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Richard’s Bay IDZ gate wins AfriSam-SAIA sustainable architecture award

25 OCTOBER 2018


 

The Richard’s Bay Industrial Development Zone (RBIDZ) entrance gate in KwaZulu-Natal has won a Seminal Sustainable Design Award, in the sustainable architecture category, at the biennial AfriSam-South African Institute of Architects (AfriSam-SAIA) Awards for Sustainable Architecture and Innovation, which were held on Friday, 25/10/2018, in Cape Town.

 

The fluid concrete form of the building is a reference to the UMhlathuze municipality’s animal, a fish eagle, that is swooping down. The building’s form is also a counterpoint to the rigid, orthogonal geometry of the typical industrial steel shed typology which will be the predominant form within the estate.

 

The architects designed the building to be raised 1 m off the ground, which allowed for a more pronounced entrance and for air vents in the slab. The slab vents are part of an intricate passive cooling system.

This passive cooling system includes a planned courtyard, which acts as the building’s thermal chimney. Additionally, all the roofs of the building were designed to collect rainwater into a pond. The collected rainwater is then cleaned and pumped into underground water tanks, which are used to provide water for flushing the toilets and for use in the garden. The building uses solar panels, together with a diesel generator as a backup system.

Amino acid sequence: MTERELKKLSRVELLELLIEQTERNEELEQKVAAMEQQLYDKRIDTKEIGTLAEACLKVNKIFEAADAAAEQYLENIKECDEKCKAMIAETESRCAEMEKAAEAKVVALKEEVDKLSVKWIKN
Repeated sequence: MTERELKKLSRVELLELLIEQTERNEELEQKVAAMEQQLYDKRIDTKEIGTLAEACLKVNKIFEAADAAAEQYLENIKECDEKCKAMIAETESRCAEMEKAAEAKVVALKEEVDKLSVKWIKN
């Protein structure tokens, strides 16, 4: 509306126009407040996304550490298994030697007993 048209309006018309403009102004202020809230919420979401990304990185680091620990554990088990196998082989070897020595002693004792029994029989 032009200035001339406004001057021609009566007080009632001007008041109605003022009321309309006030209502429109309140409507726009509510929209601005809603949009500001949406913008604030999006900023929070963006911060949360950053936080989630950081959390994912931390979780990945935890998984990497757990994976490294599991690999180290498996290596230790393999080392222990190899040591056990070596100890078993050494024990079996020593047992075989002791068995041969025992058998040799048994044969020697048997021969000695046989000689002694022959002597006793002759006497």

The AfriSam-SAIA awards focus on the future of environmentally conscious design, which requires, among others, that buildings are built with less than 300 ℓ of waste.

 

Other seminal sustainable awards in the sustainable architecture category went to House Gardiner – a residential home in Monaghan Farm, in Gauteng; House Burnett Prinsloo, in Cape Town; and the mixed-use development Fulham Heights, in Brixton, Gauteng.

 

The adjudicators, which included AfriSam raw materials and sustainability manager Niraksha Singh and SAIA president Maryke Cronje, selected the nine awarded projects from a shortlist of 14 entrants whittled down following a rigorous adjudication process that included assessments and on -site inspections.

 

Entrants were required to demonstrate sound sustainable practices that respond to innovative architectural and design thinking in the field of sustainability, that complied to the criteria of harmonisation, people upliftment, evolutionary paradigm and place-making performance